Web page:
In 2017, Major League Soccer (MLS) became the first soccer league in the world to use the video assistant referee (VAR) in every game. The system – which allows video referees to check decisions made by the on-field officials and also allows the match referee to review decisions on a pitchside monitor – was met with mixed reactions but did increase accuracy according to official bodies.

In Europe, VAR was initially seen as a novelty (much like the MLS) but by the time it was introduced at the 2018 World Cup finals in Russia, European fans woke up to the reality that VAR was coming and there was nothing they could do about it.

Lessons from the NFL

The NFL has been using video technology for over 30 years. So when the New England Patriots faced the Los Angeles Rams in the 52nd edition of Super Bowl, no one was remotely concerned about how video replays would delay or impact the outcome of the game. Fans were more concerned about checking the latest American football odds before placing their bets for the game. However, many people forget that there was a decade-long period of controversy before the kinks were ironed out.

Therefore, it was no surprise when VAR got off to a shaky start in the Premier League.

VAR was supposed to relegate Liverpool

In true soccer fan tradition, many tried to make the best of the situation. In 2018, when Liverpool’s Mohamed Salah scored a goal that was allowed despite him being marginally offside when the ball was played, some rivals supporters suggested that incoming VAR technology would expose Liverpool as the luckiest team in the Premier League.

Some suggested that as well as being lucky, the Reds also had some darker forces on their side.

VAR is here – Liverpool are still top

Fast forward to mid-November 2019 following the introduction of VAR in the Premier League. Far from being embroiled in a relegation battle, Liverpool found themselves eight points clear at the top of the league with rival fans calling for VAR to be scrapped as it is clearly favouring the team from Merseyside.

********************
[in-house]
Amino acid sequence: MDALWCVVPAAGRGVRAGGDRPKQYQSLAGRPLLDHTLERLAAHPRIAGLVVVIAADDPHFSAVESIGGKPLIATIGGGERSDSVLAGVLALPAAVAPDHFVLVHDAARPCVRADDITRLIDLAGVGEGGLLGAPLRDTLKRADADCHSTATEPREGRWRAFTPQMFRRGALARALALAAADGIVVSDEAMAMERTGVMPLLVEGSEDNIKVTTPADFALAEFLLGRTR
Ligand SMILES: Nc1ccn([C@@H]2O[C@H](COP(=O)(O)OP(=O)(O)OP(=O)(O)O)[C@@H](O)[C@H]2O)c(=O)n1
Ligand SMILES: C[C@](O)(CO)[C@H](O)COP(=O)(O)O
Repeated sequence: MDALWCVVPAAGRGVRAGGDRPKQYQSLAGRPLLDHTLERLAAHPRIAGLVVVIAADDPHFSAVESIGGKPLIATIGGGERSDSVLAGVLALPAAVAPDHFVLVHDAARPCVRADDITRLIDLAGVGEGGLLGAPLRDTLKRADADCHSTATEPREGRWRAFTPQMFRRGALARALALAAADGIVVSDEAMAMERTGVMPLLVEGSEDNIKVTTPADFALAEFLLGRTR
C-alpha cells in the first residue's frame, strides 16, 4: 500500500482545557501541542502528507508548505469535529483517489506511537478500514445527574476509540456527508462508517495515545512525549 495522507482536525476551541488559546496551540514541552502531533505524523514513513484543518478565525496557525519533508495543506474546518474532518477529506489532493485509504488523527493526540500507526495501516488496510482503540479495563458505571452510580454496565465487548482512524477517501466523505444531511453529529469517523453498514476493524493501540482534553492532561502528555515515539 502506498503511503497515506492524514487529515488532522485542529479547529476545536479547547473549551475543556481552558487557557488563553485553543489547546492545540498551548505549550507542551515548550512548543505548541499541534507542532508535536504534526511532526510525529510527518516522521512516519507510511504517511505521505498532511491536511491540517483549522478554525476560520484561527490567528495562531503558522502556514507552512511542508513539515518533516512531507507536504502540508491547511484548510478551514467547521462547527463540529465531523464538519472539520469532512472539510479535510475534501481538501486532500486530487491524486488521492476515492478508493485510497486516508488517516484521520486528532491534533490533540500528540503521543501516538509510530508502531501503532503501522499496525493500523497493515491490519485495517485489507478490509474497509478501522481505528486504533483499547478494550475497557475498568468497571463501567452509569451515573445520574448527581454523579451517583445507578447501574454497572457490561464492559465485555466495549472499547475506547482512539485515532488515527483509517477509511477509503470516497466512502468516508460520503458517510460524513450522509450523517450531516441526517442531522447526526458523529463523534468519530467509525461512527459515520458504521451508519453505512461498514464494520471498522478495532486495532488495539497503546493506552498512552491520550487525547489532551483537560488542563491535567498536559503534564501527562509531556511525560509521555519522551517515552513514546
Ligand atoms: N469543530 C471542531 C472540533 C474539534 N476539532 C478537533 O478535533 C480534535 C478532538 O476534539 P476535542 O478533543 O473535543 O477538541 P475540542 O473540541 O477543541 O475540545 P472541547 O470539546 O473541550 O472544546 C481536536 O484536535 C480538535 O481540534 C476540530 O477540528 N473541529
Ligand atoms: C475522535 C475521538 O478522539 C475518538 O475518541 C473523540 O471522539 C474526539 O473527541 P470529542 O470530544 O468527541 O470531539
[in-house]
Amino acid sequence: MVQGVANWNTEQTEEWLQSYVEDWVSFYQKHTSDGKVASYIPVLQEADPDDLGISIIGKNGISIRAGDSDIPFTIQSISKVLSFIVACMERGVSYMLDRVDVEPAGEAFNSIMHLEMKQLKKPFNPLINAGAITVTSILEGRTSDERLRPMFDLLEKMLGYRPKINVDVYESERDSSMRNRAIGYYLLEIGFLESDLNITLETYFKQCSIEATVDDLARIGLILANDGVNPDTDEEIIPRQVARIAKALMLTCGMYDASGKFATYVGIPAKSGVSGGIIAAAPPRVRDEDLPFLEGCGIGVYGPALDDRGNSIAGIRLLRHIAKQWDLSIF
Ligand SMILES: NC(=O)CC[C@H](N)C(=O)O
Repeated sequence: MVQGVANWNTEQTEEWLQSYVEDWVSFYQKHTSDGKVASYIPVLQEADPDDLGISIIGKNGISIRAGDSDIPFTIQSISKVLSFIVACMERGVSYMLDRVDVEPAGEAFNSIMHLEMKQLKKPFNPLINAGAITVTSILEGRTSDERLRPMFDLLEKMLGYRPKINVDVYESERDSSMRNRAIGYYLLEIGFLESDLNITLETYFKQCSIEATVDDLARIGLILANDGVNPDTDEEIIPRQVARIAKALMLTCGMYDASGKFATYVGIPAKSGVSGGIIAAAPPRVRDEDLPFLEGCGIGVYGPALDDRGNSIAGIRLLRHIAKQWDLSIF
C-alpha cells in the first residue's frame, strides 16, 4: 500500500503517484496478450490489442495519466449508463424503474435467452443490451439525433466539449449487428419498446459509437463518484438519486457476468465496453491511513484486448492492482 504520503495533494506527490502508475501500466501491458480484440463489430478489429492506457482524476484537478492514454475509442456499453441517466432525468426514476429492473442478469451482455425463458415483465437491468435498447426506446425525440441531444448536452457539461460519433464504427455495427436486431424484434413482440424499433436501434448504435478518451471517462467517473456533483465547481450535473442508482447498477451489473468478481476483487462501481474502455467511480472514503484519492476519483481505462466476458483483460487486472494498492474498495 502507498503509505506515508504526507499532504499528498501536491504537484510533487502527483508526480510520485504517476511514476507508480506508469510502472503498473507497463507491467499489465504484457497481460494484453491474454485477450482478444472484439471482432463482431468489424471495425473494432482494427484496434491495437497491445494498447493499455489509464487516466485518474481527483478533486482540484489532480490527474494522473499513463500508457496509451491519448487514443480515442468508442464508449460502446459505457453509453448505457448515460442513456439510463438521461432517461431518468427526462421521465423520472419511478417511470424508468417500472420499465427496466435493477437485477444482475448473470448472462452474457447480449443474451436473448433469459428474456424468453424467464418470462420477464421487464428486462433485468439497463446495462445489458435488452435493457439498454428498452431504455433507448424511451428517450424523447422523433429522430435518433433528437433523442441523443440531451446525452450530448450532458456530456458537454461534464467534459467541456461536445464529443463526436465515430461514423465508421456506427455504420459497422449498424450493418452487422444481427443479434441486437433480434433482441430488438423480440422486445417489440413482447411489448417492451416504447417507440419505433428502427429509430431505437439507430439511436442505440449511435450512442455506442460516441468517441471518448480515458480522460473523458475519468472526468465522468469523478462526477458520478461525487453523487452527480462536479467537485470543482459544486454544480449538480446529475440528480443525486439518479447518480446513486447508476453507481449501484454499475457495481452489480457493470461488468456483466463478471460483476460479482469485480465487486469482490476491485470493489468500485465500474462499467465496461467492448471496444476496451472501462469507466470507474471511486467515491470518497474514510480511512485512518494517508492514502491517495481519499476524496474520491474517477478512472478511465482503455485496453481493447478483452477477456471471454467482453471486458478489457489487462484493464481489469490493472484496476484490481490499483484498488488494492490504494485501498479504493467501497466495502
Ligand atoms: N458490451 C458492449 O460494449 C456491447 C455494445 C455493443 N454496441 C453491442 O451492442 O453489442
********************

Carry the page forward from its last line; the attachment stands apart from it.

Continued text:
Even Liverpool fans were questioning the technology after Roberto Firmino’s goal against Aston Villa was ruled out because his armpit was offside. This incident sent the world of punditry into meltdown with some analysts even holding rulers against their monitors to prove that the lines used by VAR to judge the incident were not straight. Luckily, the Reds summoned the forces of Satan and went on to win the game anyway.

Soccer is dead!

By the time VAR raised its ugly head again in Liverpool’s win over Manchester City on November 10, football fans had had enough: “The game has gone,” “No point watching anymore,” “Football is dead!” The scenario was eerily similar to that which occurred in the NFL in 1991 when video tech was initially voted out of the game.

Blues left fuming

Everton fans, in particular, were left fuming as VAR was meant to reveal Liverpool as a pub team punching above their weight, while the hard-done-by Blues would finally blossom into title contenders.

But rather than being the great leveller that removed any bias towards the big teams, VAR simply confirmed that some teams are just better than others and that referees still make massive howlers, even when equipped with state-of-the-art technology.

Conspiring with the devil

Or perhaps, as some Everton fans suggest. It is all part of some grand conspiracy to ensure that Liverpool win their first league title in 30 years. A conspiracy that extends from the referees, their assistants, the VAR officials, the Premier League, the TV companies and their pundits, all the way to gates of hell.